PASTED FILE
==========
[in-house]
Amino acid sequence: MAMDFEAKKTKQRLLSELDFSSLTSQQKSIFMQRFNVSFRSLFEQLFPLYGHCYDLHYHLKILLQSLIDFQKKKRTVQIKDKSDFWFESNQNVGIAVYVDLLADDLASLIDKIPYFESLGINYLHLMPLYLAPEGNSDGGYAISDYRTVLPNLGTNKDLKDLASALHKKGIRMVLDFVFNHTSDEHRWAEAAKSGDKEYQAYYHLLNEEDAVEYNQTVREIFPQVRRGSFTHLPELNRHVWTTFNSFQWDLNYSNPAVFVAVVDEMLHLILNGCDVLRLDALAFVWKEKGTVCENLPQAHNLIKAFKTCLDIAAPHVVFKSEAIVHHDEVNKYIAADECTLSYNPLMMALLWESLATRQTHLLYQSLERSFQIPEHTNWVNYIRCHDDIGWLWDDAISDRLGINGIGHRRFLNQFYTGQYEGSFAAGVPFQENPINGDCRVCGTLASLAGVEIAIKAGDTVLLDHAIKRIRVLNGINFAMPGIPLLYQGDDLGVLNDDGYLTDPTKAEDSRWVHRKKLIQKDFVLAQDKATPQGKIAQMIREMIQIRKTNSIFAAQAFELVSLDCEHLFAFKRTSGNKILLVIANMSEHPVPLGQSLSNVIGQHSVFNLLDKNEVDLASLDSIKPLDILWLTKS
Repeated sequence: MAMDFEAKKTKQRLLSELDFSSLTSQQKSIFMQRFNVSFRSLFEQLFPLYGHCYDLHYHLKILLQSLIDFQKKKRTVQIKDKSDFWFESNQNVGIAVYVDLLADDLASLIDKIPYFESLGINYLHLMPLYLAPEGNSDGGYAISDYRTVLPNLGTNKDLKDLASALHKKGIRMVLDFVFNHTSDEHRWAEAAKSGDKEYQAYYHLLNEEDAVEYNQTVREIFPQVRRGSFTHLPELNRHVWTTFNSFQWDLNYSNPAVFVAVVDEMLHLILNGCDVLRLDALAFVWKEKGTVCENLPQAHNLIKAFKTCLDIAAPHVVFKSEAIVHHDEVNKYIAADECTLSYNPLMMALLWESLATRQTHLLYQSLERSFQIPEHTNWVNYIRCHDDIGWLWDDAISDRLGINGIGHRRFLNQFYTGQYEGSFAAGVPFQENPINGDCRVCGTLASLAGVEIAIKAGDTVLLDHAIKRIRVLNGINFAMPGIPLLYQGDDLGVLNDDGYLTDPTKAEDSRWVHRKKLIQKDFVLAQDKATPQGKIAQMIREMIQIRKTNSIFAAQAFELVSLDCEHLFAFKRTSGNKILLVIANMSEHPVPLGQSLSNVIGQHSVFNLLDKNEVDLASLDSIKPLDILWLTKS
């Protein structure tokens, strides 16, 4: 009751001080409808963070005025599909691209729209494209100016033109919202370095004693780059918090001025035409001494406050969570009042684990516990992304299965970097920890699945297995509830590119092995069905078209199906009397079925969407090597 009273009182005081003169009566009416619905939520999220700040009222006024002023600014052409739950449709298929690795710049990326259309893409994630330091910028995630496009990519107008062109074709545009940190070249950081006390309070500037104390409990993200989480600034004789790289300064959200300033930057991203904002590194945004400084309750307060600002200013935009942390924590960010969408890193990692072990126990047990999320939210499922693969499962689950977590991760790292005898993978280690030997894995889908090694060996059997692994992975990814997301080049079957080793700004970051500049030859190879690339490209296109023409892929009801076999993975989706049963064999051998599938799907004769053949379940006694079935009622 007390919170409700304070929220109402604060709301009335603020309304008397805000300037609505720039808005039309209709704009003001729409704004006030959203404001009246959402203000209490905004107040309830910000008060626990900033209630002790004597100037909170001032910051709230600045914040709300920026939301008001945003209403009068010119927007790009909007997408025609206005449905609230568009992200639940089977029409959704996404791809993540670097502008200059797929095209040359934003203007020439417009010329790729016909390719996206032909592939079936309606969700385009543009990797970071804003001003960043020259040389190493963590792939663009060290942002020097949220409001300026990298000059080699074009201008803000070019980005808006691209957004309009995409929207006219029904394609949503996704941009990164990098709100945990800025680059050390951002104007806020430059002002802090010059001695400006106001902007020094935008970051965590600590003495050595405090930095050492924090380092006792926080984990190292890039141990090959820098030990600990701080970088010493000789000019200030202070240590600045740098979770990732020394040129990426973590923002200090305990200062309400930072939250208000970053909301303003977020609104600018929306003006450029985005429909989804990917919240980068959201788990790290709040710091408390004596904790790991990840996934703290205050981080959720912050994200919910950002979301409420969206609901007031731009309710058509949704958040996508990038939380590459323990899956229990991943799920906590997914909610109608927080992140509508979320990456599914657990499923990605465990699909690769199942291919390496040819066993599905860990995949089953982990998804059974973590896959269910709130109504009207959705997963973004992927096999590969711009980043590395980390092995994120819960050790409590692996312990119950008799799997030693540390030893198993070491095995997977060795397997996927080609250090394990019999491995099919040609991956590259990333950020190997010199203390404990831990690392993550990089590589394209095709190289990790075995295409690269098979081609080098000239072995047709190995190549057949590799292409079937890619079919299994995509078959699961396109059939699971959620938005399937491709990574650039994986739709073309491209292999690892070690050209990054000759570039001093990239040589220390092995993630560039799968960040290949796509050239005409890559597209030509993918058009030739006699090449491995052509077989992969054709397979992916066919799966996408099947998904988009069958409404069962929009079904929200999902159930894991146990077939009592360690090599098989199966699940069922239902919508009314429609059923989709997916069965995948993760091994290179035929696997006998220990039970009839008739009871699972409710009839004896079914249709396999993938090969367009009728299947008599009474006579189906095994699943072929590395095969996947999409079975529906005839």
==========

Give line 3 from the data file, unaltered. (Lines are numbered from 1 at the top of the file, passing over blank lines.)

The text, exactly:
Repeated sequence: MAMDFEAKKTKQRLLSELDFSSLTSQQKSIFMQRFNVSFRSLFEQLFPLYGHCYDLHYHLKILLQSLIDFQKKKRTVQIKDKSDFWFESNQNVGIAVYVDLLADDLASLIDKIPYFESLGINYLHLMPLYLAPEGNSDGGYAISDYRTVLPNLGTNKDLKDLASALHKKGIRMVLDFVFNHTSDEHRWAEAAKSGDKEYQAYYHLLNEEDAVEYNQTVREIFPQVRRGSFTHLPELNRHVWTTFNSFQWDLNYSNPAVFVAVVDEMLHLILNGCDVLRLDALAFVWKEKGTVCENLPQAHNLIKAFKTCLDIAAPHVVFKSEAIVHHDEVNKYIAADECTLSYNPLMMALLWESLATRQTHLLYQSLERSFQIPEHTNWVNYIRCHDDIGWLWDDAISDRLGINGIGHRRFLNQFYTGQYEGSFAAGVPFQENPINGDCRVCGTLASLAGVEIAIKAGDTVLLDHAIKRIRVLNGINFAMPGIPLLYQGDDLGVLNDDGYLTDPTKAEDSRWVHRKKLIQKDFVLAQDKATPQGKIAQMIREMIQIRKTNSIFAAQAFELVSLDCEHLFAFKRTSGNKILLVIANMSEHPVPLGQSLSNVIGQHSVFNLLDKNEVDLASLDSIKPLDILWLTKS